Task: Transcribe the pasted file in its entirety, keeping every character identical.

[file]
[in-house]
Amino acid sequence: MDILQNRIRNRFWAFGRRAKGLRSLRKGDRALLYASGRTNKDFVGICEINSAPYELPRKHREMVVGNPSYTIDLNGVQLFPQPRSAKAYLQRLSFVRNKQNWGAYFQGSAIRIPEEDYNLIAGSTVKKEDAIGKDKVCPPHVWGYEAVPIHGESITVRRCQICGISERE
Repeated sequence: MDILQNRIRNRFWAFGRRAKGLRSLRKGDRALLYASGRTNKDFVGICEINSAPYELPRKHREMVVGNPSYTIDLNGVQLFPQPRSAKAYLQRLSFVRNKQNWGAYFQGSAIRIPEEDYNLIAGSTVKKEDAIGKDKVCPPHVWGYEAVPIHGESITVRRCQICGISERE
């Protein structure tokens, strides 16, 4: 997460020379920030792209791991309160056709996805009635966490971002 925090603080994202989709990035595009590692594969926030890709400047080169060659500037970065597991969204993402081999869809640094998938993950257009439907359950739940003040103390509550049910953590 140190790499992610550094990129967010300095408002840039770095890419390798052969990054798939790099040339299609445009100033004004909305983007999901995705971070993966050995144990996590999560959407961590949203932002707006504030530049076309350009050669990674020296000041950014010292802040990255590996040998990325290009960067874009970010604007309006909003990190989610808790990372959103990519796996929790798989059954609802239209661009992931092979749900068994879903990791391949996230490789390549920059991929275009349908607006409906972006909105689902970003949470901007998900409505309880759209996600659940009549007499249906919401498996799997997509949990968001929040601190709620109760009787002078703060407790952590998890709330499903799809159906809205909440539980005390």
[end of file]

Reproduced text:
[in-house]
Amino acid sequence: MDILQNRIRNRFWAFGRRAKGLRSLRKGDRALLYASGRTNKDFVGICEINSAPYELPRKHREMVVGNPSYTIDLNGVQLFPQPRSAKAYLQRLSFVRNKQNWGAYFQGSAIRIPEEDYNLIAGSTVKKEDAIGKDKVCPPHVWGYEAVPIHGESITVRRCQICGISERE
Repeated sequence: MDILQNRIRNRFWAFGRRAKGLRSLRKGDRALLYASGRTNKDFVGICEINSAPYELPRKHREMVVGNPSYTIDLNGVQLFPQPRSAKAYLQRLSFVRNKQNWGAYFQGSAIRIPEEDYNLIAGSTVKKEDAIGKDKVCPPHVWGYEAVPIHGESITVRRCQICGISERE
């Protein structure tokens, strides 16, 4: 997460020379920030792209791991309160056709996805009635966490971002 925090603080994202989709990035595009590692594969926030890709400047080169060659500037970065597991969204993402081999869809640094998938993950257009439907359950739940003040103390509550049910953590 140190790499992610550094990129967010300095408002840039770095890419390798052969990054798939790099040339299609445009100033004004909305983007999901995705971070993966050995144990996590999560959407961590949203932002707006504030530049076309350009050669990674020296000041950014010292802040990255590996040998990325290009960067874009970010604007309006909003990190989610808790990372959103990519796996929790798989059954609802239209661009992931092979749900068994879903990791391949996230490789390549920059991929275009349908607006409906972006909105689902970003949470901007998900409505309880759209996600659940009549007499249906919401498996799997997509949990968001929040601190709620109760009787002078703060407790952590998890709330499903799809159906809205909440539980005390």